Peoples Hero : Che Guevara

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Articles by Che Guevara from Sierra Maestra:-

By Ernesto Che Guevara.

From the Militant, Vol. t0, no. 3, 22 January, 1996 The following are three articles by Ernesto Che Guevara, one of the central leaders of the Cuban revolution. They were published in El Cubano Libre (Free Cuban), the newspaper of the Rebel Army in Cuba, which led the revolutionary war to overthrow the U.S.-backed tyranny of Fulgencio Batista. El Cubano Libre – also the name of a paper published by Cuban patriots during the independence wars against Spanish colonialism in the 19th century – was established by Guevara in November 1957 in the Sierra Maestra. “As for the dissemination of our ideas, first we started a small newspaper, El Cubano Libre, in memory of those heroes of the jungle,” says Guevara in the chapter “One year of armed struggle” of his book Episodes of the Cuban Revolutionary War – 1956-58. “Three or four issues came out under my directorship; it was later edited by Luis Orlando Rodri’guez, and subsequently by Carlos Franqui, who gave it new impetus. We had a mimeograph machine brought up to us from the cities, on which the paper was printed.” In February 1996 Pathfinder Press will release a new edition of the Episodes. The English-language translation of the articles below, which are not included in the Episodes, is copyright Pathfinder Press. They are reprinted by permission. Footnotes are by the Militant.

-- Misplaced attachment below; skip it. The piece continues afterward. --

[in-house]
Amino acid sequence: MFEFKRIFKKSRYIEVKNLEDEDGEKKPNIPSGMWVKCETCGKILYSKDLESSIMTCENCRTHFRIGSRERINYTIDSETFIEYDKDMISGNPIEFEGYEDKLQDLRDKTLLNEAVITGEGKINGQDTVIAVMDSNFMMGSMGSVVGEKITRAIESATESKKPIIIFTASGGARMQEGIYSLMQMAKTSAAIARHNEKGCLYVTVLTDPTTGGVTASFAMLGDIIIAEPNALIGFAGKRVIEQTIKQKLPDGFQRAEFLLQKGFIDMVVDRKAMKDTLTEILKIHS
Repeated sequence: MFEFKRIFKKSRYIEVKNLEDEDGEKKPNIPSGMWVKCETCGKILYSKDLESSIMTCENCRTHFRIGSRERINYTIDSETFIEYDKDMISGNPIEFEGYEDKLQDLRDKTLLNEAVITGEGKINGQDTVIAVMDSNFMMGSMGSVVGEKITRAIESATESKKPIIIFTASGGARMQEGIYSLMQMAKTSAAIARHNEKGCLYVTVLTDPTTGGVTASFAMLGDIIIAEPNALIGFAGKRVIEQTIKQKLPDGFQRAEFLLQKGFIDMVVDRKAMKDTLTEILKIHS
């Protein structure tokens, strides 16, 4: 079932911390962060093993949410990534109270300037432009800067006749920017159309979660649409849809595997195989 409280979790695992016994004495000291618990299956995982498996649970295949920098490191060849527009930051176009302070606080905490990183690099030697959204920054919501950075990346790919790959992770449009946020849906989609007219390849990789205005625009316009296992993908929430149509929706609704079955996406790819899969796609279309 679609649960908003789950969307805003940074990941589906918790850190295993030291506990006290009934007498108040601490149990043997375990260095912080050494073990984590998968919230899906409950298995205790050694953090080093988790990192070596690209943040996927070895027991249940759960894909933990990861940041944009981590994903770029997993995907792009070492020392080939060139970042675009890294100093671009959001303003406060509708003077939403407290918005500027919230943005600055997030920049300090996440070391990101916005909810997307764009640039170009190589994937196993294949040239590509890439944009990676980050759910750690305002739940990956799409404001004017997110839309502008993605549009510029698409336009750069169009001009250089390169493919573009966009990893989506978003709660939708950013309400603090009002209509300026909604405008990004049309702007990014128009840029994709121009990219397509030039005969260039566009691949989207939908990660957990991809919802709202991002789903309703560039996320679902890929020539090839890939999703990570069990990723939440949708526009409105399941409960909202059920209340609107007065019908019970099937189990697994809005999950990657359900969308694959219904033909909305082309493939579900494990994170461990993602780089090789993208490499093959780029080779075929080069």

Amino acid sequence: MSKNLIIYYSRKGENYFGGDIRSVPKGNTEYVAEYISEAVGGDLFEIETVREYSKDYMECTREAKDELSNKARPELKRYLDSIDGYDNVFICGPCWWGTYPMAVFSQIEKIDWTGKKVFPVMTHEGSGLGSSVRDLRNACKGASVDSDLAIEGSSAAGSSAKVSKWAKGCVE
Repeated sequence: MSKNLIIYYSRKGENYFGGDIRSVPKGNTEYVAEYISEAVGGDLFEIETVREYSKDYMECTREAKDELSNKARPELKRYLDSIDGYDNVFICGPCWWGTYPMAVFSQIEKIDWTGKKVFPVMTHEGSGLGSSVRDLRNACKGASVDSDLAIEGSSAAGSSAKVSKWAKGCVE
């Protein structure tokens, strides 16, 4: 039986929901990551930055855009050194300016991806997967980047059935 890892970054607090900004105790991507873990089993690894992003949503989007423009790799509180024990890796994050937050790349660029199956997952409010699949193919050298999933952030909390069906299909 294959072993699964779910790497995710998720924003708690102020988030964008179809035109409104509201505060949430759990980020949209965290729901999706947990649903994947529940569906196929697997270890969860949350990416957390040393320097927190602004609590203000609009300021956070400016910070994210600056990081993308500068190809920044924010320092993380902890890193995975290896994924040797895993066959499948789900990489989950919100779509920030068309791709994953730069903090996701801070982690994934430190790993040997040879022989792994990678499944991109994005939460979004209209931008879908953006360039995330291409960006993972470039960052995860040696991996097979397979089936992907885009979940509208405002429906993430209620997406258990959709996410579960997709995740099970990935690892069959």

One year of combat:-